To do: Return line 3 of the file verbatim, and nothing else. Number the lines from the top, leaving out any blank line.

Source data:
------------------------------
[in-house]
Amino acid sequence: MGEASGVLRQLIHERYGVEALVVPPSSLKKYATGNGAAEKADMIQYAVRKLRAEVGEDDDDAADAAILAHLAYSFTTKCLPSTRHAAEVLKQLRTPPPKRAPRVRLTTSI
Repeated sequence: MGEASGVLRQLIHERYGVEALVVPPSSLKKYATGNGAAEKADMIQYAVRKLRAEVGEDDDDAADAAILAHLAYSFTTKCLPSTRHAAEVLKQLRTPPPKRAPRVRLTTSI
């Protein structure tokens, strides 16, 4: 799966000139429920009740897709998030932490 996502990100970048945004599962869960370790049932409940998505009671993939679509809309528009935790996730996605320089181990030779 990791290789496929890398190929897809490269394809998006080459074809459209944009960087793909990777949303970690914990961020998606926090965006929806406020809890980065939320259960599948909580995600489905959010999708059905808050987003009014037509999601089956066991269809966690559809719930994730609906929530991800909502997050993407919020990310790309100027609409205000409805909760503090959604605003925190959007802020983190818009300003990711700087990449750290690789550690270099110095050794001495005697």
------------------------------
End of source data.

Repeated sequence: MGEASGVLRQLIHERYGVEALVVPPSSLKKYATGNGAAEKADMIQYAVRKLRAEVGEDDDDAADAAILAHLAYSFTTKCLPSTRHAAEVLKQLRTPPPKRAPRVRLTTSI